The controversial body scanners are now in widespread use in the USA and limited use in the UK, although implementation in the two countries is vastly different, but the latest developments could throw up an interesting dilemma for the UK authorities.
Notwithstanding that the Equality and Human Rights Commission has stated that the use of the scanners in the UK could be ‘unlawful’ due to invasion of privacy and security aspects, the way the UK and USA operate the system is totally different.
At Heathrow and Manchester, it is a question of ‘no scan, you don’t fly’.
In the USA, where the scanners are in widespread use, passengers can opt for an alternative ‘pat down’ and ‘detector’ if they do not wish to go through the scanners.
So fa so good.
However, Muslim groups in the USA are advising Muslims not to go through the scanners as it violates the ‘modesty’ rules laid down in the Koran. In the USA, of course, this means that Muslim passengers would merely be subjected to an alternative form of search.
If this spreads to the UK, where a ‘no scan, no fly’ policy is in operation, will the UK government stand firm by this policy or, as is usually the case (crash helmets-turbans etc) introduce an ‘exception’ into the equation.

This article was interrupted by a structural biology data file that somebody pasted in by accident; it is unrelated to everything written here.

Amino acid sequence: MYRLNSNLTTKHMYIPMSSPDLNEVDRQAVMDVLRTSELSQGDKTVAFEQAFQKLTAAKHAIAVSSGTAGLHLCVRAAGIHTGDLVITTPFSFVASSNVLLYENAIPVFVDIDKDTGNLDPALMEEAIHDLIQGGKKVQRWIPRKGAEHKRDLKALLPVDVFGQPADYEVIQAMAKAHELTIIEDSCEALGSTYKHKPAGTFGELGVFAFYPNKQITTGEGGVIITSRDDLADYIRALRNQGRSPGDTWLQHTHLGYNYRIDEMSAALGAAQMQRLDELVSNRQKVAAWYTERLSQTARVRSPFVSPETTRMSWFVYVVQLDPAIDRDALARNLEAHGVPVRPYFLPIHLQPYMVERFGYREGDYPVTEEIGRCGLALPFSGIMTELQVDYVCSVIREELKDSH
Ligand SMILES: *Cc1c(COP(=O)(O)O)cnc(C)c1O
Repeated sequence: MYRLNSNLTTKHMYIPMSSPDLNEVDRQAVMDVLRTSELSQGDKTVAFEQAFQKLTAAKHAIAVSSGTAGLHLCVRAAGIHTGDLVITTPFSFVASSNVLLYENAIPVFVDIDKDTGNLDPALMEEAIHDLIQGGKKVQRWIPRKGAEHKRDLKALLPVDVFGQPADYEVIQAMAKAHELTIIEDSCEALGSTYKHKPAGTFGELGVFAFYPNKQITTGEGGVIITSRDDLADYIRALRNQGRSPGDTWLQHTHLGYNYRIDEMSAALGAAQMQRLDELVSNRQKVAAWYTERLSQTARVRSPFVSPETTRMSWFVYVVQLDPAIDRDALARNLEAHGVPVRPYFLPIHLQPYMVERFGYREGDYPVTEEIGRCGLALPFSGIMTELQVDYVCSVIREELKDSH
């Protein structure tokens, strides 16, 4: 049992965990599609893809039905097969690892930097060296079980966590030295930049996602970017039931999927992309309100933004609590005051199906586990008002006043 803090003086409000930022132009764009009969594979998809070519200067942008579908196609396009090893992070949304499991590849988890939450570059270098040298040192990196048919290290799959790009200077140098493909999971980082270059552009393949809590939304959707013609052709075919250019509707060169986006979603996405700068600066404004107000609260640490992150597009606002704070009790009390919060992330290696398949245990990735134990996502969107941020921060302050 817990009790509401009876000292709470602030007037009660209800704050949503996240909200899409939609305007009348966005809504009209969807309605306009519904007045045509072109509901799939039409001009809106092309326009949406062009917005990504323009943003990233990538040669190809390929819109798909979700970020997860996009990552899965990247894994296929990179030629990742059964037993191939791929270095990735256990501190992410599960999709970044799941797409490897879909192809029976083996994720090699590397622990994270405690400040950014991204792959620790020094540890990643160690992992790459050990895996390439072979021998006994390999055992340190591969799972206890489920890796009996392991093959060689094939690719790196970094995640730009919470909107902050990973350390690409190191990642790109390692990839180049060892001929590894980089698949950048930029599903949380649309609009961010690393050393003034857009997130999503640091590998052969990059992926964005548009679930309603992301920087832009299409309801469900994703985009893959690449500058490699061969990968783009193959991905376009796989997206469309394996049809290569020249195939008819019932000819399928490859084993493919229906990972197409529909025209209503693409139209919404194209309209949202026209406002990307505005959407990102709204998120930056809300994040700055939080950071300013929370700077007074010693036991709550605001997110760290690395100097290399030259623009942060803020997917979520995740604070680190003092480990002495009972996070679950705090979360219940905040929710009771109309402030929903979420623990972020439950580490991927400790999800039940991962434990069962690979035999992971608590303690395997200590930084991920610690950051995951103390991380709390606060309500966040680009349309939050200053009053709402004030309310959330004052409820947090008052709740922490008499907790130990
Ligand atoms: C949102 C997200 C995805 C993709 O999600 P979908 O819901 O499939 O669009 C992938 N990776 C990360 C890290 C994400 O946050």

If they stand firm then there is no great problem. If they do not stand firm and bow to pressure from a religious group, the situation could become laughable.
Body scanners have been introduced to combat terrorism. It is an unfortunate fact of life that the vast majority of terrorist attacks (although not all) are perpetrated by religious extremists, often (although not always) belonging to the Muslim faith.
Based on past Government behaviour, one could quite envisage a situation where air passengers from a ‘high risk’ grouping are basically free to travel as normal yet members of a ‘low risk’ group, maybe a granny from Cornwall travelling to Lourdes, would not be permitted to fly if she refused to be scanned.
Should this scenario play out, it is to be hoped that the UK government either:
a. Gets rid of the scanners
b. Maintains the ‘no scan, no fly’ policy for all passengers.